Thursday 10 March 2011

Another Haig

Image courtesy of Wikimedia Commons
When I mentioned to Barry yesterday that I was preparing a post on Haig he said, ‘Which one?’ The name also struck a chord with Nonizamboni from ‘Peacock Blue’.

Alexander Haig was a distinguished and much decorated army officer, retiring as a four-star general in 1979, and eventually becoming the 59th United States Secretary of State from 1981 to 1982 under President Ronald Reagan. He died last February 2010, aged 85.

In the mid-60s Barry attended a meeting at which Alexander Haig, then a Lieutenant Colonel, was speaking. A questioner from the floor asked, ‘What makes you think you can defeat the Viet Cong?’ He replied that the war would be won because present-day American soldiers were superior to those in WWII, in that they were better-educated. WWII soldiers had prevailed against the Germans and so the modern army would succeed in Vietnam. He entirely missed the point that there is a major difference between fighting a just war and engaging in an unjust one.

Years later, Barry met some of the Vietnamese generals, but that’s a story for another day.


  1. Interesting comment, I wonder what a WWII Vet would say to that. My father's middle names came from a General Douglas Haig from WWI.

  2. Shh, don't tell anyone I said this, Janice, but I doubt if you'll ever get an American officer to admit his country is in an unjust war.
    Interesting post, however.
    -- K

    Kay, Alberta, Canada
    An Unfittie's Guide to Adventurous Travel

  3. I think history has repeated itself with the war in Iraq. They will never admit it was unjust either.

  4. What a shame for Alexander Haig that he is probably best known in this country for what he said when President Reagan was shot.

    Got this from Wikipedia:
    In 1981, following the March 30 assassination attempt on Reagan, Haig asserted before reporters "I am in control here" as a result of Reagan's hospitalization.

    Constitutionally, gentlemen, you have the President, the Vice President and the Secretary of State in that order, and should the President decide he wants to transfer the helm to the Vice President, he will do so. He has not done that. As of now, I am in control here, in the White House, pending return of the Vice President and in close touch with him. If something came up, I would check with him, of course.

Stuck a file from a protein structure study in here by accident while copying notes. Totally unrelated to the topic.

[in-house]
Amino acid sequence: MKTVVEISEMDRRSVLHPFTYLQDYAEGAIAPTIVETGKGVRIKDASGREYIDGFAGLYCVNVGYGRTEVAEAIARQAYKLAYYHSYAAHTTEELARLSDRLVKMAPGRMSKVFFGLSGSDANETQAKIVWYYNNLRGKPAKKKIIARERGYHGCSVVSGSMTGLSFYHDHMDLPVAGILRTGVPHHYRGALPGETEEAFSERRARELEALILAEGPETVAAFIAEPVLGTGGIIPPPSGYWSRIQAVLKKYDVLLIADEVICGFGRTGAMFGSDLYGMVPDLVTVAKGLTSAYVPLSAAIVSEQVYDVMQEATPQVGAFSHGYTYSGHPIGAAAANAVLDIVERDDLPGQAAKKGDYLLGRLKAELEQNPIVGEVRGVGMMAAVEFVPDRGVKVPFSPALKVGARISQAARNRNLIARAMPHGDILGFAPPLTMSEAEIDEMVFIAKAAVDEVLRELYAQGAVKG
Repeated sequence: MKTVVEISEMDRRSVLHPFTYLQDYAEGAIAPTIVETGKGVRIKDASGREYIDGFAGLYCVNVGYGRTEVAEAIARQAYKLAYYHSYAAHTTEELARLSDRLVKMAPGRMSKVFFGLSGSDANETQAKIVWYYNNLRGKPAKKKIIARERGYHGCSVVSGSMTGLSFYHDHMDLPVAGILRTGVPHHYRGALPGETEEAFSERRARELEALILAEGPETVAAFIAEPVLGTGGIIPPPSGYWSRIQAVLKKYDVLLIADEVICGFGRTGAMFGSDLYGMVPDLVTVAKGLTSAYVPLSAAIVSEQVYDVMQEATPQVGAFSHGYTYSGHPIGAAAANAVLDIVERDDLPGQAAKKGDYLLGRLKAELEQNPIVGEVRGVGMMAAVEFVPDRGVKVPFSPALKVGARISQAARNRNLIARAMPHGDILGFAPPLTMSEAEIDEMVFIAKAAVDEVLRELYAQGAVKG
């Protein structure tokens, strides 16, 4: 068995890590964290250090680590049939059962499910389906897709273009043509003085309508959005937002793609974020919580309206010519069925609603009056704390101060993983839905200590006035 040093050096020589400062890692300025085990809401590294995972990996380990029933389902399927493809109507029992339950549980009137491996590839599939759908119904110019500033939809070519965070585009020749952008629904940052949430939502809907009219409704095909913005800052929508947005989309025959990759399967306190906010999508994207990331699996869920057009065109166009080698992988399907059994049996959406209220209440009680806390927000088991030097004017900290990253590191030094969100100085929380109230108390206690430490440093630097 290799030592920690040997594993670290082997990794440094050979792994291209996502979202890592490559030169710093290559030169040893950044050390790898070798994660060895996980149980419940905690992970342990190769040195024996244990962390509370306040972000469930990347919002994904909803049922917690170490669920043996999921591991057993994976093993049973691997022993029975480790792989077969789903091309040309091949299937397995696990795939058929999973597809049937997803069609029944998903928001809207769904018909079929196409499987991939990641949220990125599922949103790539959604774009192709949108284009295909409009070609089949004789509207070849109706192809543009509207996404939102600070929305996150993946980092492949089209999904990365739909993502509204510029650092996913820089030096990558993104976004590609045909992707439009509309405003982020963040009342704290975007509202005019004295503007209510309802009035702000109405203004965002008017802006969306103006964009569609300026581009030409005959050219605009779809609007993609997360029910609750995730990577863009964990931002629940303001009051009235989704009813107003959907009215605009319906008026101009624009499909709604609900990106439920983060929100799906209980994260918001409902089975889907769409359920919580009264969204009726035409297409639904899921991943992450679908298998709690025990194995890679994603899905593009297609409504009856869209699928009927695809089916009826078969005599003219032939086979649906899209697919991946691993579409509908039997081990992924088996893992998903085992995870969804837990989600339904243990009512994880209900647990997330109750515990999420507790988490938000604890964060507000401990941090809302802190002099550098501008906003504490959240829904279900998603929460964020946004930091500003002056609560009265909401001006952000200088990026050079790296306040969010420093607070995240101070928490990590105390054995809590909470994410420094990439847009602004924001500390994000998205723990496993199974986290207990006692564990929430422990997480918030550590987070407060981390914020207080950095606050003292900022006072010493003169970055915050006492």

—Alexander Haig, Alexander Haig, autobiographical profile in TIME Magazine, April 2, 1984[17]
    Haig was incorrect in his interpretation of the U.S. Constitution concerning both the presidential line of succession and the 25th Amendment, which dictates what happens when a president is incapacitated. However, the holders of the two offices between the Vice President and the Secretary of State, the Speaker of the House (at the time, Tip O'Neill) and the President pro tempore of the Senate (at the time, Strom Thurmond), would be required under U.S. law (3 U.S.C. § 19) to resign their positions in order for either of them to become acting President - an unlikely event, considering that Vice President Bush was merely not immediately available - so Haig's statement reflected political reality, if not necessarily legal reality. Haig later said,

    I wasn't talking about transition. I was talking about the executive branch, who is running the government. That was the question asked. It was not, "Who is in line should the President die?"
    —Alexander Haig, Alexander Haig interview with 60 Minutes II April 23, 2001

  5. Very interesting - look forward to that!

  6. Wow, I had not thought of Alexander Haig in a long time. How did all of these people get so old and then die? Where did time go, that's what I want to know. Thank you so much for following my blog and commenting. It means so much to me.

  7. I can't imagine why better educated soldiers would be more likely to succeed while mucking around in rice patties and jungles. Getting involved in Vietnam was a huge mistake.


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